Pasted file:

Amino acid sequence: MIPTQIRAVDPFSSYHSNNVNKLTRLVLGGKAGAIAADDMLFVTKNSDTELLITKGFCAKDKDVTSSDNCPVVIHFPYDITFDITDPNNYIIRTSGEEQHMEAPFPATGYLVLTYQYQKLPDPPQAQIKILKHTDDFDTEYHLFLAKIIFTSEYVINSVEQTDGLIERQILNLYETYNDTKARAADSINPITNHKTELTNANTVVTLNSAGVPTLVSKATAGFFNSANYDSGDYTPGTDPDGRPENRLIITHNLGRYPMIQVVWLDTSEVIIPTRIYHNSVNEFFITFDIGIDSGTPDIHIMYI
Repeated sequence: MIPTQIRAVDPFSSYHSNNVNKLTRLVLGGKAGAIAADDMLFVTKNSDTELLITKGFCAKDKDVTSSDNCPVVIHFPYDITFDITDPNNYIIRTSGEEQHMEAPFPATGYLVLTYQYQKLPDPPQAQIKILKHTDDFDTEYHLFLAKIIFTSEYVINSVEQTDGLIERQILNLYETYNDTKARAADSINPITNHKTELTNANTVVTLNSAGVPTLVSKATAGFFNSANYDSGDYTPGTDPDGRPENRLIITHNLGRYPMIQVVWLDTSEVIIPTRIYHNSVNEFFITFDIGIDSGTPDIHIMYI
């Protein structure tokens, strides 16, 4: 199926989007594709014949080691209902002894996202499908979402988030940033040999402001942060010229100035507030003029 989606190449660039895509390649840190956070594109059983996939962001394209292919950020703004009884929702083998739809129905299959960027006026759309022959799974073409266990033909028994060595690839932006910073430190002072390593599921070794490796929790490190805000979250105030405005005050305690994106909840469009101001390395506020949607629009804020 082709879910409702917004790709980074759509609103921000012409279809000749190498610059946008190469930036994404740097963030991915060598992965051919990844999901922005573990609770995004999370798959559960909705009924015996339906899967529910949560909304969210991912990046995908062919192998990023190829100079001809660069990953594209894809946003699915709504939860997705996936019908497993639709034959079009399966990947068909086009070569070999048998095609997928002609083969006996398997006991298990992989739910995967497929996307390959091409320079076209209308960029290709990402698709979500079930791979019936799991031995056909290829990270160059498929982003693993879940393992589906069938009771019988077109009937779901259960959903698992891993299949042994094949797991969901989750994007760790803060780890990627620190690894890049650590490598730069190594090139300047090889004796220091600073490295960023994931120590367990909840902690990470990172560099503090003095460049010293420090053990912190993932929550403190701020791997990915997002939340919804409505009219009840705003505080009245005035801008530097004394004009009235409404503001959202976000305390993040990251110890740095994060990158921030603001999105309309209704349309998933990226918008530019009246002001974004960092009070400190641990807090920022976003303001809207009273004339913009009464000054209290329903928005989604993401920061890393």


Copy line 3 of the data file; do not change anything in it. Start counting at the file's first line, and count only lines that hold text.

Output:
């Protein structure tokens, strides 16, 4: 199926989007594709014949080691209902002894996202499908979402988030940033040999402001942060010229100035507030003029 989606190449660039895509390649840190956070594109059983996939962001394209292919950020703004009884929702083998739809129905299959960027006026759309022959799974073409266990033909028994060595690839932006910073430190002072390593599921070794490796929790490190805000979250105030405005005050305690994106909840469009101001390395506020949607629009804020 082709879910409702917004790709980074759509609103921000012409279809000749190498610059946008190469930036994404740097963030991915060598992965051919990844999901922005573990609770995004999370798959559960909705009924015996339906899967529910949560909304969210991912990046995908062919192998990023190829100079001809660069990953594209894809946003699915709504939860997705996936019908497993639709034959079009399966990947068909086009070569070999048998095609997928002609083969006996398997006991298990992989739910995967497929996307390959091409320079076209209308960029290709990402698709979500079930791979019936799991031995056909290829990270160059498929982003693993879940393992589906069938009771019988077109009937779901259960959903698992891993299949042994094949797991969901989750994007760790803060780890990627620190690894890049650590490598730069190594090139300047090889004796220091600073490295960023994931120590367990909840902690990470990172560099503090003095460049010293420090053990912190993932929550403190701020791997990915997002939340919804409505009219009840705003505080009245005035801008530097004394004009009235409404503001959202976000305390993040990251110890740095994060990158921030603001999105309309209704349309998933990226918008530019009246002001974004960092009070400190641990807090920022976003303001809207009273004339913009009464000054209290329903928005989604993401920061890393």